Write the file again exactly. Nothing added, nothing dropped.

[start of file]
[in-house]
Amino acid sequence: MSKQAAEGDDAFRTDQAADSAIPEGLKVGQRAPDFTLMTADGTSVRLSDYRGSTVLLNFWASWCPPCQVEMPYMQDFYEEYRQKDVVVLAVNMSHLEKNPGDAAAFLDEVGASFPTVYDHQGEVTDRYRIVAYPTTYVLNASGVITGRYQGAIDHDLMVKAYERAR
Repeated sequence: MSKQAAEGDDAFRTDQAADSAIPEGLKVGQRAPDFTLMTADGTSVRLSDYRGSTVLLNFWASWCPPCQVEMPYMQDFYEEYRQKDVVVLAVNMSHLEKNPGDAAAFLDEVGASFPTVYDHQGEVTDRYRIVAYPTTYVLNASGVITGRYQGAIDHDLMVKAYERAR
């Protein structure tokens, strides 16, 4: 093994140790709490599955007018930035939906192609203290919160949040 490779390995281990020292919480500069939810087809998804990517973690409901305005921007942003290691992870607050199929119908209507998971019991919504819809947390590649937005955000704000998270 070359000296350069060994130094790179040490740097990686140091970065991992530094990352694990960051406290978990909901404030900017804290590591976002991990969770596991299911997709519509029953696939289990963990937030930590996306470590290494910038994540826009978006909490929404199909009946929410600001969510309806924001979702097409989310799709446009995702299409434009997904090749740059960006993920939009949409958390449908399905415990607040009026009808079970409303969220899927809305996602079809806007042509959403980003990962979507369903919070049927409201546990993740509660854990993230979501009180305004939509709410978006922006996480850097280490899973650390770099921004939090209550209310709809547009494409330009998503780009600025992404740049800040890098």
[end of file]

[in-house]
Amino acid sequence: MSKQAAEGDDAFRTDQAADSAIPEGLKVGQRAPDFTLMTADGTSVRLSDYRGSTVLLNFWASWCPPCQVEMPYMQDFYEEYRQKDVVVLAVNMSHLEKNPGDAAAFLDEVGASFPTVYDHQGEVTDRYRIVAYPTTYVLNASGVITGRYQGAIDHDLMVKAYERAR
Repeated sequence: MSKQAAEGDDAFRTDQAADSAIPEGLKVGQRAPDFTLMTADGTSVRLSDYRGSTVLLNFWASWCPPCQVEMPYMQDFYEEYRQKDVVVLAVNMSHLEKNPGDAAAFLDEVGASFPTVYDHQGEVTDRYRIVAYPTTYVLNASGVITGRYQGAIDHDLMVKAYERAR
């Protein structure tokens, strides 16, 4: 093994140790709490599955007018930035939906192609203290919160949040 490779390995281990020292919480500069939810087809998804990517973690409901305005921007942003290691992870607050199929119908209507998971019991919504819809947390590649937005955000704000998270 070359000296350069060994130094790179040490740097990686140091970065991992530094990352694990960051406290978990909901404030900017804290590591976002991990969770596991299911997709519509029953696939289990963990937030930590996306470590290494910038994540826009978006909490929404199909009946929410600001969510309806924001979702097409989310799709446009995702299409434009997904090749740059960006993920939009949409958390449908399905415990607040009026009808079970409303969220899927809305996602079809806007042509959403980003990962979507369903919070049927409201546990993740509660854990993230979501009180305004939509709410978006922006996480850097280490899973650390770099921004939090209550209310709809547009494409330009998503780009600025992404740049800040890098």